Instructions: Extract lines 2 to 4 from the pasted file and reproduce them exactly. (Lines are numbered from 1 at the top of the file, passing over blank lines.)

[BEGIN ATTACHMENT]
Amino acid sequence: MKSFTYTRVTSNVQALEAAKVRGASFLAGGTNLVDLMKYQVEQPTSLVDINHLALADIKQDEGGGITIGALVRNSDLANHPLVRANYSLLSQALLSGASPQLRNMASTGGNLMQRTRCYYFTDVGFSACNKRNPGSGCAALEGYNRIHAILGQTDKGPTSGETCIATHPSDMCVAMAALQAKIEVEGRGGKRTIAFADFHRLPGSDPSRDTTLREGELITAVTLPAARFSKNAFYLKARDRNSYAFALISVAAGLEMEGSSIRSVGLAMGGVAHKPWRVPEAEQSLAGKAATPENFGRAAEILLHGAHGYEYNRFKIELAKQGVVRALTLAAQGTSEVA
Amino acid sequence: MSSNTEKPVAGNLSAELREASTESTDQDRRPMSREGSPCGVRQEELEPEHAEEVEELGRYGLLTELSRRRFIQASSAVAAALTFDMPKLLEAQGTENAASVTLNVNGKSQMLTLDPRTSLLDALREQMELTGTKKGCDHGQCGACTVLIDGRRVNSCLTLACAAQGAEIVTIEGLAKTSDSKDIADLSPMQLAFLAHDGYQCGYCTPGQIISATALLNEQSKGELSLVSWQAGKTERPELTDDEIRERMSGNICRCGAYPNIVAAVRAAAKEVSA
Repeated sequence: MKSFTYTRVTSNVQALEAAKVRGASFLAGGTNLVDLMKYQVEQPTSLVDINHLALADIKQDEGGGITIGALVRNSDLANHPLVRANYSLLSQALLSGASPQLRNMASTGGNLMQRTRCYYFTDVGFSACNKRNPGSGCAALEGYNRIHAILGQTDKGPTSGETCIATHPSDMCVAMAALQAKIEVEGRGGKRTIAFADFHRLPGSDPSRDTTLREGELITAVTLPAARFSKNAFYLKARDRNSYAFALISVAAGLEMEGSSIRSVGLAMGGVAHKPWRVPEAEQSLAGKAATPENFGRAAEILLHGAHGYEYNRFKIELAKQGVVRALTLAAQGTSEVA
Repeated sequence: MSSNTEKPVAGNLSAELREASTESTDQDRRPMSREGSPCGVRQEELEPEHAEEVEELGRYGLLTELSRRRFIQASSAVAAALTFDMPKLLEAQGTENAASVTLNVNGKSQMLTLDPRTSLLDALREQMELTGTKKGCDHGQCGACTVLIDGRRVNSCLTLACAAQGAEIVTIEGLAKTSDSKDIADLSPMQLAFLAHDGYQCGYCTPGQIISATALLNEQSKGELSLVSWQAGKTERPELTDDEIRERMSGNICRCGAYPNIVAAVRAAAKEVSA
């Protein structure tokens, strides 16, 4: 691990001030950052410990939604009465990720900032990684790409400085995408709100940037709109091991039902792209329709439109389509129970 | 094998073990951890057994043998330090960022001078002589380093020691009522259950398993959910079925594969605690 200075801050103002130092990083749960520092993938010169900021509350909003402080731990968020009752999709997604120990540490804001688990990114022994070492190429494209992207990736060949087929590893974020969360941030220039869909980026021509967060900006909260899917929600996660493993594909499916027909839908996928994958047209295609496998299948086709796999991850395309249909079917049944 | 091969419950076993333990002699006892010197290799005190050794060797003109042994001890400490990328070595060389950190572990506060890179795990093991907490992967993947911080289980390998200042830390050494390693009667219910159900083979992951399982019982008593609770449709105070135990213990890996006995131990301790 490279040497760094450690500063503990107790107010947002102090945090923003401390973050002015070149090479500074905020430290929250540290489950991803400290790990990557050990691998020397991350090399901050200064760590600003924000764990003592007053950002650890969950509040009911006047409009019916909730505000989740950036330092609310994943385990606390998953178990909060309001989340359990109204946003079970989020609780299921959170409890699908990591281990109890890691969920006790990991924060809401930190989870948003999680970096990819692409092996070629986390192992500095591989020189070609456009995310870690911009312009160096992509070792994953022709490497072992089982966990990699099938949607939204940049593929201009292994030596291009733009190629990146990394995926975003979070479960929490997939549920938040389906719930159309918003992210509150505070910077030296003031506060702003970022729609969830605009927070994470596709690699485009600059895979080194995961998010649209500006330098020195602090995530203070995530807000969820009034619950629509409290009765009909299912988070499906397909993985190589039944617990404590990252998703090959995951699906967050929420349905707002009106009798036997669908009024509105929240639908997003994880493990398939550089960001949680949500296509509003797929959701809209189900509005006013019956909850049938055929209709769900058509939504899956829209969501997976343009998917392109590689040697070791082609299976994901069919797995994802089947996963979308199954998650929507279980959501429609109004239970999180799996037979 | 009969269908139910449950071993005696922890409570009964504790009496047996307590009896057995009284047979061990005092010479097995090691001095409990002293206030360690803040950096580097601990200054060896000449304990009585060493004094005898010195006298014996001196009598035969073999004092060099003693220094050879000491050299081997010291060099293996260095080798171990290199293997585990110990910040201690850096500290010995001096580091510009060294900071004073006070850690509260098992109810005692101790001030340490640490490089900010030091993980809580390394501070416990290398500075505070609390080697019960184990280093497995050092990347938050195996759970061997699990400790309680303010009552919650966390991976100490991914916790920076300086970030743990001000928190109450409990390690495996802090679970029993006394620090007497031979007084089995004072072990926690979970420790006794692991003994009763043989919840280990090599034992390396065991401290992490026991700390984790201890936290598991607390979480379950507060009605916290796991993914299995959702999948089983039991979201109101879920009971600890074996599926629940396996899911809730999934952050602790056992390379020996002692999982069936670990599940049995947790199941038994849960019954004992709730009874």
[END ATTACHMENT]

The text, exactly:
Amino acid sequence: MSSNTEKPVAGNLSAELREASTESTDQDRRPMSREGSPCGVRQEELEPEHAEEVEELGRYGLLTELSRRRFIQASSAVAAALTFDMPKLLEAQGTENAASVTLNVNGKSQMLTLDPRTSLLDALREQMELTGTKKGCDHGQCGACTVLIDGRRVNSCLTLACAAQGAEIVTIEGLAKTSDSKDIADLSPMQLAFLAHDGYQCGYCTPGQIISATALLNEQSKGELSLVSWQAGKTERPELTDDEIRERMSGNICRCGAYPNIVAAVRAAAKEVSA
Repeated sequence: MKSFTYTRVTSNVQALEAAKVRGASFLAGGTNLVDLMKYQVEQPTSLVDINHLALADIKQDEGGGITIGALVRNSDLANHPLVRANYSLLSQALLSGASPQLRNMASTGGNLMQRTRCYYFTDVGFSACNKRNPGSGCAALEGYNRIHAILGQTDKGPTSGETCIATHPSDMCVAMAALQAKIEVEGRGGKRTIAFADFHRLPGSDPSRDTTLREGELITAVTLPAARFSKNAFYLKARDRNSYAFALISVAAGLEMEGSSIRSVGLAMGGVAHKPWRVPEAEQSLAGKAATPENFGRAAEILLHGAHGYEYNRFKIELAKQGVVRALTLAAQGTSEVA
Repeated sequence: MSSNTEKPVAGNLSAELREASTESTDQDRRPMSREGSPCGVRQEELEPEHAEEVEELGRYGLLTELSRRRFIQASSAVAAALTFDMPKLLEAQGTENAASVTLNVNGKSQMLTLDPRTSLLDALREQMELTGTKKGCDHGQCGACTVLIDGRRVNSCLTLACAAQGAEIVTIEGLAKTSDSKDIADLSPMQLAFLAHDGYQCGYCTPGQIISATALLNEQSKGELSLVSWQAGKTERPELTDDEIRERMSGNICRCGAYPNIVAAVRAAAKEVSA